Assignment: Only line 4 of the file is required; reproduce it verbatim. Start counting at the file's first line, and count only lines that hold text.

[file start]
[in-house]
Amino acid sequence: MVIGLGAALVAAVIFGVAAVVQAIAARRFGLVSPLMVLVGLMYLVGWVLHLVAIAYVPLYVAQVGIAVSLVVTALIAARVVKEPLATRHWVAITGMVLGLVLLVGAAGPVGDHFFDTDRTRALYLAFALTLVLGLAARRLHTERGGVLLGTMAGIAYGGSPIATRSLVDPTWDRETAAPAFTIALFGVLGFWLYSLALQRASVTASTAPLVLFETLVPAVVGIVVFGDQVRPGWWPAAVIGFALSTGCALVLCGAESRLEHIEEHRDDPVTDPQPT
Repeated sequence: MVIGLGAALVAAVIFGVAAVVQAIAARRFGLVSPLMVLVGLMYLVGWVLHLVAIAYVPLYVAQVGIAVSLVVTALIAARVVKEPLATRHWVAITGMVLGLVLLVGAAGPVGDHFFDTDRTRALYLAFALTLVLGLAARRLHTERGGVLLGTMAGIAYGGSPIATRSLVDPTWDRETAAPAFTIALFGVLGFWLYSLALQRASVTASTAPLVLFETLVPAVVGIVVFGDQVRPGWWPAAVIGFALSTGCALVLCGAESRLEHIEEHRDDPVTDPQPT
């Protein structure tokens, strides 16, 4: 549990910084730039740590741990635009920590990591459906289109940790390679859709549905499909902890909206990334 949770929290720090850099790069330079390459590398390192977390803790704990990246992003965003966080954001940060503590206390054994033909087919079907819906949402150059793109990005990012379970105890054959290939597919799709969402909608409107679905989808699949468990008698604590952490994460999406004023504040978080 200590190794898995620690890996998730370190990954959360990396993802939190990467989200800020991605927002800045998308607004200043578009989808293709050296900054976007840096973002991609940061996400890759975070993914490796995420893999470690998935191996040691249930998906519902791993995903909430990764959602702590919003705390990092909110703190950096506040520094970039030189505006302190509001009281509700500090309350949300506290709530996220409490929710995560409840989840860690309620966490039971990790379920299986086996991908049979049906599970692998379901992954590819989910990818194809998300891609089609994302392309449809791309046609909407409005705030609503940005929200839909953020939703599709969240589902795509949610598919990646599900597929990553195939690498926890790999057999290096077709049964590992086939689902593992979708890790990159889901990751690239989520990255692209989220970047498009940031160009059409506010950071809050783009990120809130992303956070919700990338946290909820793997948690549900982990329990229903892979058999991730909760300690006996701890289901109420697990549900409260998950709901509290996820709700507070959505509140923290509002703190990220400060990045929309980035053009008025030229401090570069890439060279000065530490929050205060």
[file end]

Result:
């Protein structure tokens, strides 16, 4: 549990910084730039740590741990635009920590990591459906289109940790390679859709549905499909902890909206990334 949770929290720090850099790069330079390459590398390192977390803790704990990246992003965003966080954001940060503590206390054994033909087919079907819906949402150059793109990005990012379970105890054959290939597919799709969402909608409107679905989808699949468990008698604590952490994460999406004023504040978080 200590190794898995620690890996998730370190990954959360990396993802939190990467989200800020991605927002800045998308607004200043578009989808293709050296900054976007840096973002991609940061996400890759975070993914490796995420893999470690998935191996040691249930998906519902791993995903909430990764959602702590919003705390990092909110703190950096506040520094970039030189505006302190509001009281509700500090309350949300506290709530996220409490929710995560409840989840860690309620966490039971990790379920299986086996991908049979049906599970692998379901992954590819989910990818194809998300891609089609994302392309449809791309046609909407409005705030609503940005929200839909953020939703599709969240589902795509949610598919990646599900597929990553195939690498926890790999057999290096077709049964590992086939689902593992979708890790990159889901990751690239989520990255692209989220970047498009940031160009059409506010950071809050783009990120809130992303956070919700990338946290909820793997948690549900982990329990229903892979058999991730909760300690006996701890289901109420697990549900409260998950709901509290996820709700507070959505509140923290509002703190990220400060990045929309980035053009008025030229401090570069890439060279000065530490929050205060």